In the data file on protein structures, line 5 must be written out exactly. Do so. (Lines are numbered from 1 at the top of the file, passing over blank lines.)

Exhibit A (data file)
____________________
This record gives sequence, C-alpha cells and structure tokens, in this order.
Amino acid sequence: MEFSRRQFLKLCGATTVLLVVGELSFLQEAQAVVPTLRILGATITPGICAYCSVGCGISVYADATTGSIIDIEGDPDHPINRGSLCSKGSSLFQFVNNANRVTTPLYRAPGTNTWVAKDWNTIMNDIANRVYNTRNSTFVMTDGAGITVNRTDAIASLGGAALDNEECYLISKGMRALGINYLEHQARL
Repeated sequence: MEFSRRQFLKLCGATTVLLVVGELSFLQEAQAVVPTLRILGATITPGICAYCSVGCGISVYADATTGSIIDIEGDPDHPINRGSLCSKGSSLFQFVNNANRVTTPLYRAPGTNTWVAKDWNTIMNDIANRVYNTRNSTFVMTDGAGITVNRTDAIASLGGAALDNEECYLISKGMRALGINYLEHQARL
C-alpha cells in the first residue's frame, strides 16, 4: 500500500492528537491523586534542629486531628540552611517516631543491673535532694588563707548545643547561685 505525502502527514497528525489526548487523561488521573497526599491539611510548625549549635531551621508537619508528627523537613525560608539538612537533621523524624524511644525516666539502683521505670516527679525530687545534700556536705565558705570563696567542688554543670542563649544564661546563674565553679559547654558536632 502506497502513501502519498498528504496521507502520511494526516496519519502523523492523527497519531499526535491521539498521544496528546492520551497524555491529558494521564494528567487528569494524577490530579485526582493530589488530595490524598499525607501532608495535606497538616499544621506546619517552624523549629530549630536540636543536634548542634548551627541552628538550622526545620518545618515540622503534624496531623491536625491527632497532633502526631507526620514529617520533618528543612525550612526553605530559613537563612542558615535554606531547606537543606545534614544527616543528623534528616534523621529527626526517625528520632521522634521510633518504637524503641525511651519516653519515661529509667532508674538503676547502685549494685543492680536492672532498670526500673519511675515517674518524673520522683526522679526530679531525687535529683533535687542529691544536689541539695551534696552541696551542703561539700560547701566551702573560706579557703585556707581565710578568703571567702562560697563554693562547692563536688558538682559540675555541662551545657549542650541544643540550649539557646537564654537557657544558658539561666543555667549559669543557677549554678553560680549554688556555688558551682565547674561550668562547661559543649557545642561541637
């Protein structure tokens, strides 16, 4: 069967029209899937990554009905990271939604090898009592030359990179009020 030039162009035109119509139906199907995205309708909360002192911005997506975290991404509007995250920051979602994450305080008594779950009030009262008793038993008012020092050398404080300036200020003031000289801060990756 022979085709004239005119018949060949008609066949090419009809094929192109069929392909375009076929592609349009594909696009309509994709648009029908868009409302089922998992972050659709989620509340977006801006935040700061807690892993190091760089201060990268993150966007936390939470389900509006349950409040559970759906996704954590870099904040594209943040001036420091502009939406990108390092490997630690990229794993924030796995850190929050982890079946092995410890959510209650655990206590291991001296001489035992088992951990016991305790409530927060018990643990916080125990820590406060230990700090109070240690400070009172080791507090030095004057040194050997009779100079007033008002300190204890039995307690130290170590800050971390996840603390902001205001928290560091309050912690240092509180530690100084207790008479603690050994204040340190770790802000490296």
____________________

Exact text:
């Protein structure tokens, strides 16, 4: 069967029209899937990554009905990271939604090898009592030359990179009020 030039162009035109119509139906199907995205309708909360002192911005997506975290991404509007995250920051979602994450305080008594779950009030009262008793038993008012020092050398404080300036200020003031000289801060990756 022979085709004239005119018949060949008609066949090419009809094929192109069929392909375009076929592609349009594909696009309509994709648009029908868009409302089922998992972050659709989620509340977006801006935040700061807690892993190091760089201060990268993150966007936390939470389900509006349950409040559970759906996704954590870099904040594209943040001036420091502009939406990108390092490997630690990229794993924030796995850190929050982890079946092995410890959510209650655990206590291991001296001489035992088992951990016991305790409530927060018990643990916080125990820590406060230990700090109070240690400070009172080791507090030095004057040194050997009779100079007033008002300190204890039995307690130290170590800050971390996840603390902001205001928290560091309050912690240092509180530690100084207790008479603690050994204040340190770790802000490296």